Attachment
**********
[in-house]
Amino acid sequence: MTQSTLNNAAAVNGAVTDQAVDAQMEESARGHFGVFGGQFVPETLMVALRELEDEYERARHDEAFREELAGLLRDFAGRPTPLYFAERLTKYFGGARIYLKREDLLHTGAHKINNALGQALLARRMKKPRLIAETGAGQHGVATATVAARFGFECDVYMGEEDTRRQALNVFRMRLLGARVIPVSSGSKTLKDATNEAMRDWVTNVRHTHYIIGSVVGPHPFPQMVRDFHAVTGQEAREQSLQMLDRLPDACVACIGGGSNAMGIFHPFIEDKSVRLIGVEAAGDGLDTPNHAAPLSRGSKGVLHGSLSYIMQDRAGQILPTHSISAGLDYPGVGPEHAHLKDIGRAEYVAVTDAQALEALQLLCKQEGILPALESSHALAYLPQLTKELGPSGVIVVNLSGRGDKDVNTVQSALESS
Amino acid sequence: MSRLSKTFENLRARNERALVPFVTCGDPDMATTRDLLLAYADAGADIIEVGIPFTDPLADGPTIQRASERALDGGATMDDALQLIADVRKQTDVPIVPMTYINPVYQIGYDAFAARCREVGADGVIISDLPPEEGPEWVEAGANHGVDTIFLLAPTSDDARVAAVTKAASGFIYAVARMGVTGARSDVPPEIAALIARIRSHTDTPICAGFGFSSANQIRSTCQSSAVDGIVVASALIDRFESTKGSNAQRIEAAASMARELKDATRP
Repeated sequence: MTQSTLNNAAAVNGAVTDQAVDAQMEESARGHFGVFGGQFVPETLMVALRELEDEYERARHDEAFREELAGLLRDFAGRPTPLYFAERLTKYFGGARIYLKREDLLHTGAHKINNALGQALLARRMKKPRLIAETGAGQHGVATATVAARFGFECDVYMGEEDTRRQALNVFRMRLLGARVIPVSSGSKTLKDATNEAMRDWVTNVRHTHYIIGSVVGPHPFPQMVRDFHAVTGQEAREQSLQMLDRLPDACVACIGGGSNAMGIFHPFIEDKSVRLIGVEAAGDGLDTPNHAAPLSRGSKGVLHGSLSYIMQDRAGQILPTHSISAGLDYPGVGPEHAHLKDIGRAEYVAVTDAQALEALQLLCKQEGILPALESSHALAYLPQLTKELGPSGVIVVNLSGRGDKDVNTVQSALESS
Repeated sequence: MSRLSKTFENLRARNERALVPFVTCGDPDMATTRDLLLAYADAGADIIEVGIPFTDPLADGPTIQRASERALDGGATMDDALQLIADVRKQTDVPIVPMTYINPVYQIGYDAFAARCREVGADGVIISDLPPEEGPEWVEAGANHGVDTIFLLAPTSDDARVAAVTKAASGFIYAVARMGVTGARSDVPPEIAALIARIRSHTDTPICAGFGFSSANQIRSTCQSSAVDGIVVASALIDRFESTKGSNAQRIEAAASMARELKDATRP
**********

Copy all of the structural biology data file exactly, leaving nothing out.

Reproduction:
[in-house]
Amino acid sequence: MTQSTLNNAAAVNGAVTDQAVDAQMEESARGHFGVFGGQFVPETLMVALRELEDEYERARHDEAFREELAGLLRDFAGRPTPLYFAERLTKYFGGARIYLKREDLLHTGAHKINNALGQALLARRMKKPRLIAETGAGQHGVATATVAARFGFECDVYMGEEDTRRQALNVFRMRLLGARVIPVSSGSKTLKDATNEAMRDWVTNVRHTHYIIGSVVGPHPFPQMVRDFHAVTGQEAREQSLQMLDRLPDACVACIGGGSNAMGIFHPFIEDKSVRLIGVEAAGDGLDTPNHAAPLSRGSKGVLHGSLSYIMQDRAGQILPTHSISAGLDYPGVGPEHAHLKDIGRAEYVAVTDAQALEALQLLCKQEGILPALESSHALAYLPQLTKELGPSGVIVVNLSGRGDKDVNTVQSALESS
Amino acid sequence: MSRLSKTFENLRARNERALVPFVTCGDPDMATTRDLLLAYADAGADIIEVGIPFTDPLADGPTIQRASERALDGGATMDDALQLIADVRKQTDVPIVPMTYINPVYQIGYDAFAARCREVGADGVIISDLPPEEGPEWVEAGANHGVDTIFLLAPTSDDARVAAVTKAASGFIYAVARMGVTGARSDVPPEIAALIARIRSHTDTPICAGFGFSSANQIRSTCQSSAVDGIVVASALIDRFESTKGSNAQRIEAAASMARELKDATRP
Repeated sequence: MTQSTLNNAAAVNGAVTDQAVDAQMEESARGHFGVFGGQFVPETLMVALRELEDEYERARHDEAFREELAGLLRDFAGRPTPLYFAERLTKYFGGARIYLKREDLLHTGAHKINNALGQALLARRMKKPRLIAETGAGQHGVATATVAARFGFECDVYMGEEDTRRQALNVFRMRLLGARVIPVSSGSKTLKDATNEAMRDWVTNVRHTHYIIGSVVGPHPFPQMVRDFHAVTGQEAREQSLQMLDRLPDACVACIGGGSNAMGIFHPFIEDKSVRLIGVEAAGDGLDTPNHAAPLSRGSKGVLHGSLSYIMQDRAGQILPTHSISAGLDYPGVGPEHAHLKDIGRAEYVAVTDAQALEALQLLCKQEGILPALESSHALAYLPQLTKELGPSGVIVVNLSGRGDKDVNTVQSALESS
Repeated sequence: MSRLSKTFENLRARNERALVPFVTCGDPDMATTRDLLLAYADAGADIIEVGIPFTDPLADGPTIQRASERALDGGATMDDALQLIADVRKQTDVPIVPMTYINPVYQIGYDAFAARCREVGADGVIISDLPPEEGPEWVEAGANHGVDTIFLLAPTSDDARVAAVTKAASGFIYAVARMGVTGARSDVPPEIAALIARIRSHTDTPICAGFGFSSANQIRSTCQSSAVDGIVVASALIDRFESTKGSNAQRIEAAASMARELKDATRP